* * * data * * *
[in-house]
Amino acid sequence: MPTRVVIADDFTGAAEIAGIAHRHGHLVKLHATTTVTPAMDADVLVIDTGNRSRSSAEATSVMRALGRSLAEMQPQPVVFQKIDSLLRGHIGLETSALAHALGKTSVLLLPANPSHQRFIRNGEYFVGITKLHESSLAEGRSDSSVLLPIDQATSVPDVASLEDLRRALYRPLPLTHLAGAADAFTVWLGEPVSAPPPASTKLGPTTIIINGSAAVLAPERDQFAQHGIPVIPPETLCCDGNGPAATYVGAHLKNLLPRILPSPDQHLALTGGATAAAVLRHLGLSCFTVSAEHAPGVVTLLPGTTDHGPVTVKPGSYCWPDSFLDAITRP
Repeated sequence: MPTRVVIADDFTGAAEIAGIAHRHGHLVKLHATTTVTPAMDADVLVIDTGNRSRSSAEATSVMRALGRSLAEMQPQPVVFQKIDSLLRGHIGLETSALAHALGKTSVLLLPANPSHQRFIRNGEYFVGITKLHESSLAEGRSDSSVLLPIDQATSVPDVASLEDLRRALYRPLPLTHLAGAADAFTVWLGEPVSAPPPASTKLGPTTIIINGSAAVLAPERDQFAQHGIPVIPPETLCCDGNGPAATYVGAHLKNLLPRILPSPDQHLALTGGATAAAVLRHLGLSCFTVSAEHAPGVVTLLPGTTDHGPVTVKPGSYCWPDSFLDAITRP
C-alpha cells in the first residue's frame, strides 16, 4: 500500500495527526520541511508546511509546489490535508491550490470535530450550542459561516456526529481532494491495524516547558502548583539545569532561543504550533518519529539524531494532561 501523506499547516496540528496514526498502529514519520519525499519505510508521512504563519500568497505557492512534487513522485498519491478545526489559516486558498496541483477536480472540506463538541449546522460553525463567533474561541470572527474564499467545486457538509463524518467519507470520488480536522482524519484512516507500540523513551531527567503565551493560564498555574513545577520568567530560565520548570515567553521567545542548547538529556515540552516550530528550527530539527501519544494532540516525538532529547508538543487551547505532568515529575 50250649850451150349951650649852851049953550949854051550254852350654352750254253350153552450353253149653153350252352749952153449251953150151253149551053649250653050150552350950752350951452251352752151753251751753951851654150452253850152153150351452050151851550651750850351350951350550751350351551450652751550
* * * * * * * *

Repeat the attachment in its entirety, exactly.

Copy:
[in-house]
Amino acid sequence: MPTRVVIADDFTGAAEIAGIAHRHGHLVKLHATTTVTPAMDADVLVIDTGNRSRSSAEATSVMRALGRSLAEMQPQPVVFQKIDSLLRGHIGLETSALAHALGKTSVLLLPANPSHQRFIRNGEYFVGITKLHESSLAEGRSDSSVLLPIDQATSVPDVASLEDLRRALYRPLPLTHLAGAADAFTVWLGEPVSAPPPASTKLGPTTIIINGSAAVLAPERDQFAQHGIPVIPPETLCCDGNGPAATYVGAHLKNLLPRILPSPDQHLALTGGATAAAVLRHLGLSCFTVSAEHAPGVVTLLPGTTDHGPVTVKPGSYCWPDSFLDAITRP
Repeated sequence: MPTRVVIADDFTGAAEIAGIAHRHGHLVKLHATTTVTPAMDADVLVIDTGNRSRSSAEATSVMRALGRSLAEMQPQPVVFQKIDSLLRGHIGLETSALAHALGKTSVLLLPANPSHQRFIRNGEYFVGITKLHESSLAEGRSDSSVLLPIDQATSVPDVASLEDLRRALYRPLPLTHLAGAADAFTVWLGEPVSAPPPASTKLGPTTIIINGSAAVLAPERDQFAQHGIPVIPPETLCCDGNGPAATYVGAHLKNLLPRILPSPDQHLALTGGATAAAVLRHLGLSCFTVSAEHAPGVVTLLPGTTDHGPVTVKPGSYCWPDSFLDAITRP
C-alpha cells in the first residue's frame, strides 16, 4: 500500500495527526520541511508546511509546489490535508491550490470535530450550542459561516456526529481532494491495524516547558502548583539545569532561543504550533518519529539524531494532561 501523506499547516496540528496514526498502529514519520519525499519505510508521512504563519500568497505557492512534487513522485498519491478545526489559516486558498496541483477536480472540506463538541449546522460553525463567533474561541470572527474564499467545486457538509463524518467519507470520488480536522482524519484512516507500540523513551531527567503565551493560564498555574513545577520568567530560565520548570515567553521567545542548547538529556515540552516550530528550527530539527501519544494532540516525538532529547508538543487551547505532568515529575 50250649850451150349951650649852851049953550949854051550254852350654352750254253350153552450353253149653153350252352749952153449251953150151253149551053649250653050150552350950752350951452251352752151753251751753951851654150452253850152153150351452050151851550651750850351350951350550751350351551450652751550